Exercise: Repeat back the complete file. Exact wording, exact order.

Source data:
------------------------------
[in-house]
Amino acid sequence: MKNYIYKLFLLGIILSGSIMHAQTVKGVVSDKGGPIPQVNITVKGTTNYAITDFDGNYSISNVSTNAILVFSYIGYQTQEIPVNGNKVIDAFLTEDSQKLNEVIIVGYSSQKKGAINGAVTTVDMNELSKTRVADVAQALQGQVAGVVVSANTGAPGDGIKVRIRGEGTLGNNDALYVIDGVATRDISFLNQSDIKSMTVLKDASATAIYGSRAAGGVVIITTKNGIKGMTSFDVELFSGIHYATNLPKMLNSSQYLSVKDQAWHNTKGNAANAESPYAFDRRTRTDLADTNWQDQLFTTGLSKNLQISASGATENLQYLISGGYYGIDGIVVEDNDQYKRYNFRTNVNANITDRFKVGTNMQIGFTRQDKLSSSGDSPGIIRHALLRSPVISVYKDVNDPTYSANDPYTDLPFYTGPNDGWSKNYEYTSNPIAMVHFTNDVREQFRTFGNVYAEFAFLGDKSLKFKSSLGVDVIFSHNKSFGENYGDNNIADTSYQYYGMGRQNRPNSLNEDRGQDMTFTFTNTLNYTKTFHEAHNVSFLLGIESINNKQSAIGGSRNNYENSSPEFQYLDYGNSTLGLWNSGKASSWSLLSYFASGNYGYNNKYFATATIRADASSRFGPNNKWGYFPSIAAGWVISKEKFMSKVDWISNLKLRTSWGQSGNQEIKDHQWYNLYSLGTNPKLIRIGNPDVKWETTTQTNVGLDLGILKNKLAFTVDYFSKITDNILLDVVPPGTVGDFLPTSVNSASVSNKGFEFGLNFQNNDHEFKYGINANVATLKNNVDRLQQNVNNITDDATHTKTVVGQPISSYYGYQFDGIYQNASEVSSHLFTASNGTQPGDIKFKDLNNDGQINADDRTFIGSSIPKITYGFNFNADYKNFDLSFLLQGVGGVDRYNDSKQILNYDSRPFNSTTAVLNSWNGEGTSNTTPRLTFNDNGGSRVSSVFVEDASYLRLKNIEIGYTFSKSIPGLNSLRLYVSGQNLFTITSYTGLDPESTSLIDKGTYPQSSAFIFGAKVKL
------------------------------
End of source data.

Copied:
[in-house]
Amino acid sequence: MKNYIYKLFLLGIILSGSIMHAQTVKGVVSDKGGPIPQVNITVKGTTNYAITDFDGNYSISNVSTNAILVFSYIGYQTQEIPVNGNKVIDAFLTEDSQKLNEVIIVGYSSQKKGAINGAVTTVDMNELSKTRVADVAQALQGQVAGVVVSANTGAPGDGIKVRIRGEGTLGNNDALYVIDGVATRDISFLNQSDIKSMTVLKDASATAIYGSRAAGGVVIITTKNGIKGMTSFDVELFSGIHYATNLPKMLNSSQYLSVKDQAWHNTKGNAANAESPYAFDRRTRTDLADTNWQDQLFTTGLSKNLQISASGATENLQYLISGGYYGIDGIVVEDNDQYKRYNFRTNVNANITDRFKVGTNMQIGFTRQDKLSSSGDSPGIIRHALLRSPVISVYKDVNDPTYSANDPYTDLPFYTGPNDGWSKNYEYTSNPIAMVHFTNDVREQFRTFGNVYAEFAFLGDKSLKFKSSLGVDVIFSHNKSFGENYGDNNIADTSYQYYGMGRQNRPNSLNEDRGQDMTFTFTNTLNYTKTFHEAHNVSFLLGIESINNKQSAIGGSRNNYENSSPEFQYLDYGNSTLGLWNSGKASSWSLLSYFASGNYGYNNKYFATATIRADASSRFGPNNKWGYFPSIAAGWVISKEKFMSKVDWISNLKLRTSWGQSGNQEIKDHQWYNLYSLGTNPKLIRIGNPDVKWETTTQTNVGLDLGILKNKLAFTVDYFSKITDNILLDVVPPGTVGDFLPTSVNSASVSNKGFEFGLNFQNNDHEFKYGINANVATLKNNVDRLQQNVNNITDDATHTKTVVGQPISSYYGYQFDGIYQNASEVSSHLFTASNGTQPGDIKFKDLNNDGQINADDRTFIGSSIPKITYGFNFNADYKNFDLSFLLQGVGGVDRYNDSKQILNYDSRPFNSTTAVLNSWNGEGTSNTTPRLTFNDNGGSRVSSVFVEDASYLRLKNIEIGYTFSKSIPGLNSLRLYVSGQNLFTITSYTGLDPESTSLIDKGTYPQSSAFIFGAKVKL